The Hepworth Wakefield, installation view, 2011:
Courtesy The Hepworth Wakefield. photos © Iwan Baan
Complementing the collection displays, The Hepworth Wakefield will present an ambitious programme of temporary exhibitions. The inaugural exhibition Hot Touch will present the work of internationally acclaimed sculptor, Eva Rothschild, running from 21 May – 9 October 2011 and will feature over 16 new works created by the artist specifically for the gallery spaces. It will be Rothschild’s first major solo show in a UK public gallery for four years.
The Hepworth Wakefield, set in the historic waterfront area of Wakefield on a landmark site on the banks of the River Calder, has been designed by the internationally acclaimed David Chipperfield Architects. Spread over 5,000 square metres, the visitor can explore 10 light-filled galleries and learning studios; an auditorium; an archive; café and shop with an outdoor terrace and gardens. These can all be accessed via a new pedestrian bridge over the River Calder, leading to The Hepworth Wakefield.
The opening of The Hepworth Wakefield is a highlight of Art in Yorkshire, a region-wide project supported by Tate. This year-long celebration of the visual arts across 19 galleries in Yorkshire is led by York Museums Trust in association with Arts Council England, MLA and Welcome to Yorkshire.
Illustration of The Hepworth Wakefield:
picture © David Chipperfield Architects
Councillor Peter Box, Leader, Wakefield Council: “I passionately believe that the opening of the Hepworth Wakefield will lead to real benefits to our community, encouraging more investment in the future of our city and placing Wakefield on the world stage as a major centre for visitors from all over the country and abroad.”
Simon Wallis, Director, The Hepworth Wakefield, said: “This is a moment to savour for so many people who have worked together over the last decade to see the dream of the Hepworth Wakefield realised. We are proud to present the work of Barbara Hepworth, a daughter of this city, in this superbly designed gallery and to develop an international centre for the visual arts, which will attract artists and visitors from all over the world.”
Alan Davey, Chief Executive, Arts Council England, said: “The Arts Council is proud to be a major supporter of The Hepworth Wakefield, investing £5.5 million of National Lottery funds to help create this world-class gallery. We are delighted that they will also be funded as part of our national portfolio from 2012 -15.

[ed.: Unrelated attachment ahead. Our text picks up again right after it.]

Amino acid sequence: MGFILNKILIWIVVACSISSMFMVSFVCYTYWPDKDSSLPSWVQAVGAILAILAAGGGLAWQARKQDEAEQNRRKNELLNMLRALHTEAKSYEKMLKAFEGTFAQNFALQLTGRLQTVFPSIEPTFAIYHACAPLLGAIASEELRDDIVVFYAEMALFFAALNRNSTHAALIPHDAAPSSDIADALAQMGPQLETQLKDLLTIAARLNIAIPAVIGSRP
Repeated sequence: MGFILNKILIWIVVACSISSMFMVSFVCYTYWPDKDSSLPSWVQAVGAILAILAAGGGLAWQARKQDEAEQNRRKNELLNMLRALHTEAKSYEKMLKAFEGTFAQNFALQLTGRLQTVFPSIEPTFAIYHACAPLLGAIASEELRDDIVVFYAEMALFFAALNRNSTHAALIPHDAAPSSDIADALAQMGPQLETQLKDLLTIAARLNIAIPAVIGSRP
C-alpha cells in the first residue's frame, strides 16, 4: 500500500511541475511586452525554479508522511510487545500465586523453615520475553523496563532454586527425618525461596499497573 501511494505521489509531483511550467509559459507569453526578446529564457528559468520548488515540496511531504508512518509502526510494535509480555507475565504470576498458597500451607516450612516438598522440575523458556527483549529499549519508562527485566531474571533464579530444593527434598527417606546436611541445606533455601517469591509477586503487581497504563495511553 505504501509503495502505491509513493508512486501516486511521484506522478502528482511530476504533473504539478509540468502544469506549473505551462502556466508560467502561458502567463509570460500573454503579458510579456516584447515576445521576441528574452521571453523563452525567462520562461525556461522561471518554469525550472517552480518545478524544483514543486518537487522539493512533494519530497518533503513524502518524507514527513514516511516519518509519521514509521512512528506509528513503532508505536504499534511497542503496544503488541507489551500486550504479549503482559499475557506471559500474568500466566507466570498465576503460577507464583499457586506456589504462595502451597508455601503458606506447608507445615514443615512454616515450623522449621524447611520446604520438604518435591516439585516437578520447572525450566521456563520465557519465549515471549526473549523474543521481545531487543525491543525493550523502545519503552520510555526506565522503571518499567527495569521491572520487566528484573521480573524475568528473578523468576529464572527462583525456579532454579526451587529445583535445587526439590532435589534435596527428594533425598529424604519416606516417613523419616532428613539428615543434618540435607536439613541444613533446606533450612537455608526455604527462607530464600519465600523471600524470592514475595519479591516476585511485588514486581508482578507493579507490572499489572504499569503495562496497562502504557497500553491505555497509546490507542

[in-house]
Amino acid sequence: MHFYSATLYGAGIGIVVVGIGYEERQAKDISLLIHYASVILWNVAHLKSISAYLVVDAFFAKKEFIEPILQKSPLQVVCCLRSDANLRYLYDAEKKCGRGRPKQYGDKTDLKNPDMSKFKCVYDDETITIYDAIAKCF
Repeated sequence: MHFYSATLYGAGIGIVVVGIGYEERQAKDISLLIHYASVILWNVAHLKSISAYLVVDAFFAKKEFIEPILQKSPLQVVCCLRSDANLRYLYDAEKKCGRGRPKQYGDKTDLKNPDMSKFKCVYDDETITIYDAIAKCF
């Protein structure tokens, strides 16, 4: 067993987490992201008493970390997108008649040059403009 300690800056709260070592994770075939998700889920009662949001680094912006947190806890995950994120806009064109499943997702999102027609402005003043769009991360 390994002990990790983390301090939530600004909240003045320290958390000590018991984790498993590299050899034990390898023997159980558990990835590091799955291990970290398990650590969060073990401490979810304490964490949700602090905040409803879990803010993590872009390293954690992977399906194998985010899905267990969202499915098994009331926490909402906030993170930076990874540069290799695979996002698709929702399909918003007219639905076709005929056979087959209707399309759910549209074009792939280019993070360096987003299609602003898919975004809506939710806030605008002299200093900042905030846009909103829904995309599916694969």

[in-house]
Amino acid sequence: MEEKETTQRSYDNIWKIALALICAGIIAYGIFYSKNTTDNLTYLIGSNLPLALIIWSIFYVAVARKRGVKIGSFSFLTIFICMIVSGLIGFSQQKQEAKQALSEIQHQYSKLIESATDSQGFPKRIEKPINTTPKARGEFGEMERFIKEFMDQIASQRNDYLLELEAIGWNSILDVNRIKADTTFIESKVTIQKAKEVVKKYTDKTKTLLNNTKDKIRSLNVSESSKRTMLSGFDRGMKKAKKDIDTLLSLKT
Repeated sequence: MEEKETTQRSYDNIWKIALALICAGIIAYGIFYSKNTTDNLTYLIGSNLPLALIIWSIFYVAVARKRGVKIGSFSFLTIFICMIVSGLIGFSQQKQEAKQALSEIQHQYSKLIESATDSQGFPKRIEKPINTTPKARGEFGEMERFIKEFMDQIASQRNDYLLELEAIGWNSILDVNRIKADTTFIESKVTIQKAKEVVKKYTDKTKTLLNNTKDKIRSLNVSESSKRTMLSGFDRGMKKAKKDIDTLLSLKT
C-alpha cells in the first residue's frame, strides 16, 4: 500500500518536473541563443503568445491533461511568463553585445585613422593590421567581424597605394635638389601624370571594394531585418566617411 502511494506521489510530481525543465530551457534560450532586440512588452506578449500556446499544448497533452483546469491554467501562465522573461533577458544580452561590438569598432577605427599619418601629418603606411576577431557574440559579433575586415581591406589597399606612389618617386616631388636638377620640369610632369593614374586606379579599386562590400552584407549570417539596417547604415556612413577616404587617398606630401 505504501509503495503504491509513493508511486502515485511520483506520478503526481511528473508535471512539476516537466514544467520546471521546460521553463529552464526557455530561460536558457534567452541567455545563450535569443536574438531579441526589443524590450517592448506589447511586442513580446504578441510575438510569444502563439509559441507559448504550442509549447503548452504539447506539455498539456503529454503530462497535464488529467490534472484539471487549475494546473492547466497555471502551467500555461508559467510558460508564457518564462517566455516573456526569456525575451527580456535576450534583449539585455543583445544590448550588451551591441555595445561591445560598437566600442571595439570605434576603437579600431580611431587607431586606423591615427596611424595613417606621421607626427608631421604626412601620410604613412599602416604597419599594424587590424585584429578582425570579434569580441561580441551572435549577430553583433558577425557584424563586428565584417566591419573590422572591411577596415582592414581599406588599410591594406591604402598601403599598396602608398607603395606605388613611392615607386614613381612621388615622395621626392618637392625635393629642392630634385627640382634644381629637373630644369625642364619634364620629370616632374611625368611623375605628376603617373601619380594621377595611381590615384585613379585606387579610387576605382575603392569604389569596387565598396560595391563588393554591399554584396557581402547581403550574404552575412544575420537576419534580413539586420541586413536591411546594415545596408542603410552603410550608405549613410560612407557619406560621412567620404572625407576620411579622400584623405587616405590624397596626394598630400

The opening is one of the cultural highlights of 2011 and will cement the increasing national and international profile of Yorkshire as a centre for the presentation and understanding of sculpture. We hope that the gallery, like the ground-breaking work of Barbara Hepworth, will inspire visitors from far and wide and become a creative centre for the people and communities of Wakefield and beyond”.
Dr Sophie Bowness, granddaughter of Barbara Hepworth, said: "On behalf of our family, I would like to thank all those who have contributed to making this remarkable gallery a reality. Our gift is a unique group of Barbara Hepworth's surviving prototypes, the majority in plaster, from which editions of bronzes were cast, and we hope it will greatly enhance understanding of her working methods. We have found the ideal home for the plasters in Wakefield, the city in which Barbara was born and grew up. We would particularly like to thank the Art Fund, through whom we have made this gift."
Dame Jenny Abramsky, Chair of the Heritage Lottery Fund said: "Barbara Hepworth’s sculptures have left a legacy of artistic genius which continues to inspire us well into the 21st century. The opening of this much-anticipated gallery, funded with a £5m Heritage Lottery Fund grant, will be a fitting celebration of Hepworth’s life and work as well as putting her home town of Wakefield on the cultural tourist map.”
Sir Nicholas Serota, Director of Tate said: “The Hepworth Wakefield is one of the most exciting and beautiful galleries in the United Kingdom. Its opening in May 2011 will bring tens of thousands of people to Wakefield, similarly to when Tate Modern opened, which brought hundreds of thousands of people to London. I think The Hepworth is a great building and it will offer a wonderful day out for people to come and experience Wakefield in a new way.”
Antony Gormley, artist said: “The Hepworth Wakefield will become a place of pilgrimage for all lovers of sculpture and now with the Henry Moore Institute in Leeds and Yorkshire Sculpture Park in West Bretton, Yorkshire will be a place of inspiration for all.”
The Hepworth Wakefield
Wakefield, West Yorkshire
T: +44 (0)1924 247360
5 Mar 2009
David Chipperfield Architects' Hepworth Wakefield Tops Out
The topping out of The Hepworth Wakefield art gallery took place on 4 March 2009.
photograph : Andy Paraskos